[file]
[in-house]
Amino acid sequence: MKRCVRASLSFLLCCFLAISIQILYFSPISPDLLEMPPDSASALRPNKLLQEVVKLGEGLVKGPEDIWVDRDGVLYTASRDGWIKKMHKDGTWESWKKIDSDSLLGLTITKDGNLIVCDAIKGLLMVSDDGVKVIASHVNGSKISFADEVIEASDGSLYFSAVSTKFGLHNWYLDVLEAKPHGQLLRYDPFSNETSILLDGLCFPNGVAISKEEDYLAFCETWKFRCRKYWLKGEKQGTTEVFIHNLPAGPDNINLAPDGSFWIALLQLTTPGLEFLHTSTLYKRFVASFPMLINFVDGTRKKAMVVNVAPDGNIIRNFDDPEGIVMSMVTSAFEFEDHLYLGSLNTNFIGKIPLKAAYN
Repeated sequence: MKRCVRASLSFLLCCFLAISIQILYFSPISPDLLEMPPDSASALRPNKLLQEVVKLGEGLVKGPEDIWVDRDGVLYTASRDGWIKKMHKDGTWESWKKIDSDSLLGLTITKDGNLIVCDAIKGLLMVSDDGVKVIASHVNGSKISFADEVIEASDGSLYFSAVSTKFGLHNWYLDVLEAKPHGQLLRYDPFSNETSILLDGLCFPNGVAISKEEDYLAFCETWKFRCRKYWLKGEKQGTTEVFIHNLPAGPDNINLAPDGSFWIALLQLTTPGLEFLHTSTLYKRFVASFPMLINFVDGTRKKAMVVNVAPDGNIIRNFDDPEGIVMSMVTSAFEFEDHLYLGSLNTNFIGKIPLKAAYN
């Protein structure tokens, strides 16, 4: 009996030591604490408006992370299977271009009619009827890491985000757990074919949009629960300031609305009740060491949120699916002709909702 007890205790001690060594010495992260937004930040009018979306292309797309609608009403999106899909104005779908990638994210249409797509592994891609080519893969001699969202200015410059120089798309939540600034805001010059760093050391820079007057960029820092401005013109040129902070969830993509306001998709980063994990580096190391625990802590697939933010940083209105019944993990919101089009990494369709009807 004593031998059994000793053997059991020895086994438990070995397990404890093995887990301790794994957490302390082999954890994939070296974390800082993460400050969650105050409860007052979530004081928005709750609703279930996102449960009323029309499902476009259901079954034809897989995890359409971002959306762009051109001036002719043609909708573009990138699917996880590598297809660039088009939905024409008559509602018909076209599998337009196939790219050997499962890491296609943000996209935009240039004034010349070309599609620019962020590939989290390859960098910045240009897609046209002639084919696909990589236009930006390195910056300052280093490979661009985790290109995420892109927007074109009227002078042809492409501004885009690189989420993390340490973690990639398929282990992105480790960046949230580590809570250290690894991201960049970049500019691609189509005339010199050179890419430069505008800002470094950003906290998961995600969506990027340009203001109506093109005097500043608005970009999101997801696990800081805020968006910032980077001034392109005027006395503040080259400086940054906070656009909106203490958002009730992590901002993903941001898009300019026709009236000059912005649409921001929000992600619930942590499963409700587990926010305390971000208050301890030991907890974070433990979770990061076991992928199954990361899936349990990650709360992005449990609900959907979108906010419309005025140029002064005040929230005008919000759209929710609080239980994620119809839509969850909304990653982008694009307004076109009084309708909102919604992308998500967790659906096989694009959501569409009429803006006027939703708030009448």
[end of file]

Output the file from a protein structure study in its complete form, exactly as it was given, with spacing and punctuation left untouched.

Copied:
[in-house]
Amino acid sequence: MKRCVRASLSFLLCCFLAISIQILYFSPISPDLLEMPPDSASALRPNKLLQEVVKLGEGLVKGPEDIWVDRDGVLYTASRDGWIKKMHKDGTWESWKKIDSDSLLGLTITKDGNLIVCDAIKGLLMVSDDGVKVIASHVNGSKISFADEVIEASDGSLYFSAVSTKFGLHNWYLDVLEAKPHGQLLRYDPFSNETSILLDGLCFPNGVAISKEEDYLAFCETWKFRCRKYWLKGEKQGTTEVFIHNLPAGPDNINLAPDGSFWIALLQLTTPGLEFLHTSTLYKRFVASFPMLINFVDGTRKKAMVVNVAPDGNIIRNFDDPEGIVMSMVTSAFEFEDHLYLGSLNTNFIGKIPLKAAYN
Repeated sequence: MKRCVRASLSFLLCCFLAISIQILYFSPISPDLLEMPPDSASALRPNKLLQEVVKLGEGLVKGPEDIWVDRDGVLYTASRDGWIKKMHKDGTWESWKKIDSDSLLGLTITKDGNLIVCDAIKGLLMVSDDGVKVIASHVNGSKISFADEVIEASDGSLYFSAVSTKFGLHNWYLDVLEAKPHGQLLRYDPFSNETSILLDGLCFPNGVAISKEEDYLAFCETWKFRCRKYWLKGEKQGTTEVFIHNLPAGPDNINLAPDGSFWIALLQLTTPGLEFLHTSTLYKRFVASFPMLINFVDGTRKKAMVVNVAPDGNIIRNFDDPEGIVMSMVTSAFEFEDHLYLGSLNTNFIGKIPLKAAYN
């Protein structure tokens, strides 16, 4: 009996030591604490408006992370299977271009009619009827890491985000757990074919949009629960300031609305009740060491949120699916002709909702 007890205790001690060594010495992260937004930040009018979306292309797309609608009403999106899909104005779908990638994210249409797509592994891609080519893969001699969202200015410059120089798309939540600034805001010059760093050391820079007057960029820092401005013109040129902070969830993509306001998709980063994990580096190391625990802590697939933010940083209105019944993990919101089009990494369709009807 004593031998059994000793053997059991020895086994438990070995397990404890093995887990301790794994957490302390082999954890994939070296974390800082993460400050969650105050409860007052979530004081928005709750609703279930996102449960009323029309499902476009259901079954034809897989995890359409971002959306762009051109001036002719043609909708573009990138699917996880590598297809660039088009939905024409008559509602018909076209599998337009196939790219050997499962890491296609943000996209935009240039004034010349070309599609620019962020590939989290390859960098910045240009897609046209002639084919696909990589236009930006390195910056300052280093490979661009985790290109995420892109927007074109009227002078042809492409501004885009690189989420993390340490973690990639398929282990992105480790960046949230580590809570250290690894991201960049970049500019691609189509005339010199050179890419430069505008800002470094950003906290998961995600969506990027340009203001109506093109005097500043608005970009999101997801696990800081805020968006910032980077001034392109005027006395503040080259400086940054906070656009909106203490958002009730992590901002993903941001898009300019026709009236000059912005649409921001929000992600619930942590499963409700587990926010305390971000208050301890030991907890974070433990979770990061076991992928199954990361899936349990990650709360992005449990609900959907979108906010419309005025140029002064005040929230005008919000759209929710609080239980994620119809839509969850909304990653982008694009307004076109009084309708909102919604992308998500967790659906096989694009959501569409009429803006006027939703708030009448």